Hundreds of years ago, food storage rooms, or “larders” as they were often known, were fundamental to every home. Since going to the market every week was either too inconvenient or impracticable, people had to rely on the food they stored in their homes to carry them through the cold, dark months of winter.
These days, most individuals just have to travel a short distance to reach a supermarket, so stocking a food pantry at home may seem pointless. Though, there are several good arguments in favor of preparing a pantry for long-term food storage.
The Advantages of a Home Food Pantry
Building a pantry for long-term food storage has several advantages.
- Emergency Planning
Having food stored up is a great way to be ready for both immediate and long-term crises. Ready.gov provides a comprehensive list of potential emergency events to underscore the point, including everything from a chemical assault to a large snowfall to a pandemic, all of which may make it difficult or impossible to travel to the food store. Reading the list probably will boost your stress levels, as it did mine.
Even if your neighborhood is not in the midst of an emergency, you should be prepared for the possibility of a food shortage at any moment. Most supermarkets only store enough food to last a minimum of three days. Food distribution networks are vulnerable to disruption, which means shelves at your grocery store might empty rapidly if disaster strikes.
- Save Money
Having a food storage pantry at home might also help you save money on your weekly food bill. If you have a spacious pantry, you may save money by buying in bulk, taking advantage of weekly specials, and preserving garden produce.
If you keep your pantry stocked, you won’t have to make as many trips to the supermarket, saving you both time and money. Less frequent shopping excursions mean less opportunity for accidental purchases like impulsive buys. By cutting down on your shopping trips, you’ll also save a lot of time.
- Food Security
A well-stocked pantry ensures that you and your loved ones never go hungry. If you have a changing income, are unwell, lose a spouse who works, lose your job, or only work seasonally, this is crucial. Having food stored up means you won’t have to worry about how to feed your family, which can be a huge relief during times of uncertainty.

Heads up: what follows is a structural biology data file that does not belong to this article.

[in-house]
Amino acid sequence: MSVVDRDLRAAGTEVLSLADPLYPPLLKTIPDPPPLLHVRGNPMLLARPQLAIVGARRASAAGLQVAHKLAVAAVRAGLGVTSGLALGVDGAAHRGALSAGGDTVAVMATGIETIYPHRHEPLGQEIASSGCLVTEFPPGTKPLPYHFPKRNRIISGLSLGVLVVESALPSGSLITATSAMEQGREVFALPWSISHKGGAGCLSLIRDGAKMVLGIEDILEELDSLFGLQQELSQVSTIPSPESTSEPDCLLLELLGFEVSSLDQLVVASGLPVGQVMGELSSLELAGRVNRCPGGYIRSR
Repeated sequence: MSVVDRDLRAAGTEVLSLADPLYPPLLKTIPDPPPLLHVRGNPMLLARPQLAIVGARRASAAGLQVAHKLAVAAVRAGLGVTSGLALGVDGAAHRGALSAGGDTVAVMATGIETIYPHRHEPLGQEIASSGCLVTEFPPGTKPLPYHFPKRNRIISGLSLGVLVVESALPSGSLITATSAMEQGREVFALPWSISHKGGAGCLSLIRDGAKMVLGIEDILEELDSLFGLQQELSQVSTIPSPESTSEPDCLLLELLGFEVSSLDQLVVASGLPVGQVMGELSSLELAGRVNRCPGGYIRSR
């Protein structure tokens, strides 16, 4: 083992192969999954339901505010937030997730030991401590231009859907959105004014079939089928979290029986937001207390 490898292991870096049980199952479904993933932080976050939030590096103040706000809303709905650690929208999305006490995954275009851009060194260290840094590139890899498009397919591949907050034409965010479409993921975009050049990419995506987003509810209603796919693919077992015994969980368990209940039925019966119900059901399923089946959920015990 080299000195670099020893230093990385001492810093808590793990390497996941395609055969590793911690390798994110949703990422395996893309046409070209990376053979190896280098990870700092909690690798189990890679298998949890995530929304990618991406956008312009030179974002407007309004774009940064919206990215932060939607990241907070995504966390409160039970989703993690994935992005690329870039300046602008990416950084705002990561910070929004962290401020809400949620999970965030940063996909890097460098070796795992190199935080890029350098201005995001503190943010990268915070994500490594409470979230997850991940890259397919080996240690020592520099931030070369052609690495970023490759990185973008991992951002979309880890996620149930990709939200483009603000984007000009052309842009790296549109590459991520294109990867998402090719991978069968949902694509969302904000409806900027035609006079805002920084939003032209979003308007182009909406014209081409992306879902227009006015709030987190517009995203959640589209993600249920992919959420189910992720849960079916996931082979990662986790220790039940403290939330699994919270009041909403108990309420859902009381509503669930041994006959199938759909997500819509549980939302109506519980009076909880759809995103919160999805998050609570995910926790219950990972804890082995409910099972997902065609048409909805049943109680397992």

What Should You Keep in Your Pantry?
Only buy and store things that you routinely consume while building your cupboard. Justifiable considerations necessitate this: You and your loved ones will be under more pressure if you have to use emergency supplies from your cupboard. It will be considerably more difficult to stay strong if you have to consume things that you don’t enjoy or don’t regularly eat.
Having a supply of frequently used items is helpful for a number of reasons. To avoid wasting perishable goods due to expiration or spoilage, it is important to rotate your stock on a regular basis.
It is not practical to stock your cupboard with a wide variety of unfamiliar foods just because they are on sale. You have effectively squandered your money if you don’t find the product to be to your liking or if its quality is low. Is there anything you should have in your pantry? Foods that can be safely stored for extended periods of time include:
- Beans, lentils, or peas, dried
- Protein bars, granola bars, or fruit bars are all options.
- Soups, fruits, and vegetables in cans
- Jelly with peanut butter
- Coffee, tea, and hot chocolate are all available. Drink mixes that are powdered
- Dried fruits and nuts, Jerky beef
- Soup mixes in a can
- Baking necessities (such as baking soda, salt, and yeast)
- Vegetables pickled
- Milk, dried
- The trail mix
- Food for relaxation (like cookies, candy bars, and chocolate)
- Milk, evaporated or condensed
- Oils (olive oil, vegetable oil, coconut oil) (olive oil, vegetable oil, coconut oil)
- Crackers and Oats
- Pancake batter
- Cereal (including hot cereals like Cream of Wheat) (including hot cereals like Cream of Wheat)
- Bouillon cubes (chicken, beef, and vegetable)
- Seasonings in liquid form (including soy sauce, vinegar, and Sriracha)
- Sweeteners in liquid form (including honey, maple syrup, chocolate syrup, or agave syrup)
- Spices (such as salt, onion flakes, cinnamon, and ginger) (such as salt, onion flakes, cinnamon, and ginger)
- Foods in packages (including macaroni and cheese and instant potatoes)
- Meats in cans (including tuna, sardines, oysters, chicken, turkey, pork, sausage, or Spam)
- Baby food or formula (for very young children)
The problem with buying processed food for the sake of convenience is that it often lacks key elements like vitamins and minerals that the body needs to function properly. For this reason, it’s smart to complement shelf-stable meals with canned or even fresh produce.
Having enough water on hand is essential, and the amount you have on hand should reflect the aims you’ve established for your pantry. Plan on having two gallons of water per person, each day, for at least three days if you are storing up for an emergency. Water for drinking, cooking, cleaning, and flushing toilets may all be obtained from a single two-gallon supply.